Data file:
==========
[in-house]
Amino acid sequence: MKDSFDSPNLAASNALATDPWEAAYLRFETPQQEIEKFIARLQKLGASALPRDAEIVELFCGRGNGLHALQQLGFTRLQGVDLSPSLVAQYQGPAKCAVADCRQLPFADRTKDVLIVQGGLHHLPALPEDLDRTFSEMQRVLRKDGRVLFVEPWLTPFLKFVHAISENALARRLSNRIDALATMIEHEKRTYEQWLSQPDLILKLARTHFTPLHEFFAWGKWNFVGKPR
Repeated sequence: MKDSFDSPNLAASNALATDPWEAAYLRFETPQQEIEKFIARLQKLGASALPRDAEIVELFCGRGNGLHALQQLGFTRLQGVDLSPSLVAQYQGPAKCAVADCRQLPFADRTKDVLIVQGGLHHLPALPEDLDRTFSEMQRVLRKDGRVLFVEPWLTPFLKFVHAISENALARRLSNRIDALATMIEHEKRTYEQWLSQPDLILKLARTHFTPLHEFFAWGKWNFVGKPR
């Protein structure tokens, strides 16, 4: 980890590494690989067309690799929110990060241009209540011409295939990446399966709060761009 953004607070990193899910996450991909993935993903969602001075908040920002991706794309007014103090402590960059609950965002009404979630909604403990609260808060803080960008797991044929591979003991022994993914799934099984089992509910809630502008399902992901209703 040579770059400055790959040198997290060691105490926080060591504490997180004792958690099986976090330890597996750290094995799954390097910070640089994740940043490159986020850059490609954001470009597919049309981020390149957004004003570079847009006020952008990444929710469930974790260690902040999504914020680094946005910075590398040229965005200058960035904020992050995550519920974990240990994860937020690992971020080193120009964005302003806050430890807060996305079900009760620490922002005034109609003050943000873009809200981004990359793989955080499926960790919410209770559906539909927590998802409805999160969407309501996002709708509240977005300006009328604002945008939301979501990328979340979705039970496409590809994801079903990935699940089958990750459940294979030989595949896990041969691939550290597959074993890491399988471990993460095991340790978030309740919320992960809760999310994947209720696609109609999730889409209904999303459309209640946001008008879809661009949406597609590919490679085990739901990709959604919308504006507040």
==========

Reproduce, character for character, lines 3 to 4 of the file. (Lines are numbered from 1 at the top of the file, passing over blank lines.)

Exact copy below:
Repeated sequence: MKDSFDSPNLAASNALATDPWEAAYLRFETPQQEIEKFIARLQKLGASALPRDAEIVELFCGRGNGLHALQQLGFTRLQGVDLSPSLVAQYQGPAKCAVADCRQLPFADRTKDVLIVQGGLHHLPALPEDLDRTFSEMQRVLRKDGRVLFVEPWLTPFLKFVHAISENALARRLSNRIDALATMIEHEKRTYEQWLSQPDLILKLARTHFTPLHEFFAWGKWNFVGKPR
């Protein structure tokens, strides 16, 4: 980890590494690989067309690799929110990060241009209540011409295939990446399966709060761009 953004607070990193899910996450991909993935993903969602001075908040920002991706794309007014103090402590960059609950965002009404979630909604403990609260808060803080960008797991044929591979003991022994993914799934099984089992509910809630502008399902992901209703 040579770059400055790959040198997290060691105490926080060591504490997180004792958690099986976090330890597996750290094995799954390097910070640089994740940043490159986020850059490609954001470009597919049309981020390149957004004003570079847009006020952008990444929710469930974790260690902040999504914020680094946005910075590398040229965005200058960035904020992050995550519920974990240990994860937020690992971020080193120009964005302003806050430890807060996305079900009760620490922002005034109609003050943000873009809200981004990359793989955080499926960790919410209770559906539909927590998802409805999160969407309501996002709708509240977005300006009328604002945008939301979501990328979340979705039970496409590809994801079903990935699940089958990750459940294979030989595949896990041969691939550290597959074993890491399988471990993460095991340790978030309740919320992960809760999310994947209720696609109609999730889409209904999303459309209640946001008008879809661009949406597609590919490679085990739901990709959604919308504006507040």